How can technology be used in workplace pension schemes?

pensions tech 430

Need to know:

  • The pensions freedoms mean there is more need for employers to facilitate online access to pensions.
  • Modellers and apps are helping people map out potential retirement options.
  • Robo-advice is providing tailored guidance to employees without the need for a financial adviser.
  • Some platforms can link with other pension pots, personal savings or employee benefits.

Since the arrival of the internet two decades ago, pension and employee benefits providers have gradually deployed online capabilities to help employers and employees view and operate their pension schemes. Many, though, have got no further than simply allowing employers to on board new staff and amend details, and employees to view and edit personal information, as well as access statements and investment history.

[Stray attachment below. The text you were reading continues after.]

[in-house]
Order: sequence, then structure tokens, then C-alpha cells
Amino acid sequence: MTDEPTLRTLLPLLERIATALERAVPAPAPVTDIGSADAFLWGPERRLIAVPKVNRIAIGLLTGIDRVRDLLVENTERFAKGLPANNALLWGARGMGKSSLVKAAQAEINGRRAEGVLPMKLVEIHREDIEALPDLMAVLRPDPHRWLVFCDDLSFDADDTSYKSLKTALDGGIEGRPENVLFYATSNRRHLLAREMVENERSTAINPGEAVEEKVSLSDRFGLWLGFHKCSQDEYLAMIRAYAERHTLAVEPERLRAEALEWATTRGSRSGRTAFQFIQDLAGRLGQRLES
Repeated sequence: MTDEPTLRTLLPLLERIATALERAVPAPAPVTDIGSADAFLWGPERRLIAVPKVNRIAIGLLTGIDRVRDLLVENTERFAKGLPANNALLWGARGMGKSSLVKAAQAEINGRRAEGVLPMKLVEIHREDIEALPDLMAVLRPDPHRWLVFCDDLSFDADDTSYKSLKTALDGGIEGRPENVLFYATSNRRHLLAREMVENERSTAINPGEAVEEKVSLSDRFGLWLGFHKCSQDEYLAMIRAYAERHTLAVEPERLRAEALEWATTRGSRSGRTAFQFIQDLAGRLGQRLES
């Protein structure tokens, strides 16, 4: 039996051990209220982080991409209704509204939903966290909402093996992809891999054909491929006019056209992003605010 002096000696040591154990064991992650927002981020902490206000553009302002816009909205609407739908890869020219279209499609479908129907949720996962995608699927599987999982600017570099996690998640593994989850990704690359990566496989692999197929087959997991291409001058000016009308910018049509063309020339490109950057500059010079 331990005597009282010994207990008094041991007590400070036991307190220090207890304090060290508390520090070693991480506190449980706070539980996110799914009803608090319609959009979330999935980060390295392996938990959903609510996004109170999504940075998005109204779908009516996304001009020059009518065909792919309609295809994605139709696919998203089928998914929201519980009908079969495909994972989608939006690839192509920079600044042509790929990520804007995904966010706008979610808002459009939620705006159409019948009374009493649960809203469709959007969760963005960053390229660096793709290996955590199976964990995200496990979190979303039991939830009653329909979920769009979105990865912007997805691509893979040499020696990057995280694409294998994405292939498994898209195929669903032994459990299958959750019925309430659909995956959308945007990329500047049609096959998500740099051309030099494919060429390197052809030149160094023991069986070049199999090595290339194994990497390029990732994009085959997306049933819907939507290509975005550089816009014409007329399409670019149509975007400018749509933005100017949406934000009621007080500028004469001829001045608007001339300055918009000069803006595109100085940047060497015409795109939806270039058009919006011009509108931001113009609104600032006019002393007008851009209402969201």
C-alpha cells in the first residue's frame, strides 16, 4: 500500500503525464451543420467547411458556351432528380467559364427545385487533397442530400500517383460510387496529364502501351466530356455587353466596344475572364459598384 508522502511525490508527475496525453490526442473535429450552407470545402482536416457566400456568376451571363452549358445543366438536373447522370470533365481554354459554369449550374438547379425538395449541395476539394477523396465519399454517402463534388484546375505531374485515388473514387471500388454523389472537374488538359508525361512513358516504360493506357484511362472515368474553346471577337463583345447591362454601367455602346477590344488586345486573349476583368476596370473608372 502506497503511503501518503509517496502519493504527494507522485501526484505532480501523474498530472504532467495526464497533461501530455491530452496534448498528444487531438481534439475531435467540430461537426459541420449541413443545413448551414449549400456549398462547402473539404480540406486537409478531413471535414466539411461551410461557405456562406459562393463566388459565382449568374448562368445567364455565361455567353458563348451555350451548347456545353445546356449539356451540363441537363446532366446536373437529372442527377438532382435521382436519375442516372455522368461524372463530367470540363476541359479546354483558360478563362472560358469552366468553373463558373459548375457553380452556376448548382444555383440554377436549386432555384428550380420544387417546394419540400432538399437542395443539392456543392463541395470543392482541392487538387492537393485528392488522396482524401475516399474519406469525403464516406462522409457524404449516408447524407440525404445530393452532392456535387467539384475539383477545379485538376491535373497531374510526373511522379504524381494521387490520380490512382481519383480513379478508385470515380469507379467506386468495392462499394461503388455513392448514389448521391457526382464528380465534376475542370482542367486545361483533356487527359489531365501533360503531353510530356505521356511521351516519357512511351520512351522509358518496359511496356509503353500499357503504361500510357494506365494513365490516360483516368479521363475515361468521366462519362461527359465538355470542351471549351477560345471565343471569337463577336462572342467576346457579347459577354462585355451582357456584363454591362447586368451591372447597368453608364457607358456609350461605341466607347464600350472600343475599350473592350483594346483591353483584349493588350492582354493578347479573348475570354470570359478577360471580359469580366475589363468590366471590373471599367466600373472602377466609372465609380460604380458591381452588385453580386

Access to more detailed information

Yet the pension freedoms introduced in April 2015 have given employees far more reason to take an active interest in their retirement planning. Today’s employees need to be able to access greater levels of information, including forecasting future positions, and to be able to take control of their pensions from any device. Lee Cook, a principal at Xerox HR Services, says: “End users expect a consumer-grade experience due to their daily interactions with applications such as Facebook and LinkedIn, and will quickly dismiss ineffective solutions. Market-leading modellers are now using gamification and other nudge techniques, all of which help to drive better member outcomes.”

From an employer perspective, providing more effective technology through the right channels not only helps to reduce unnecessary costs but can also drive greater appreciation of pensions in general. Rod Bryson, principal at Capgemini Consulting, says: “Consumer behaviours have evolved over the last seven years or so, following the introduction of the iPhone and related smart technology. This provides a fantastic vehicle to quickly distribute information in an easy-to-read format.”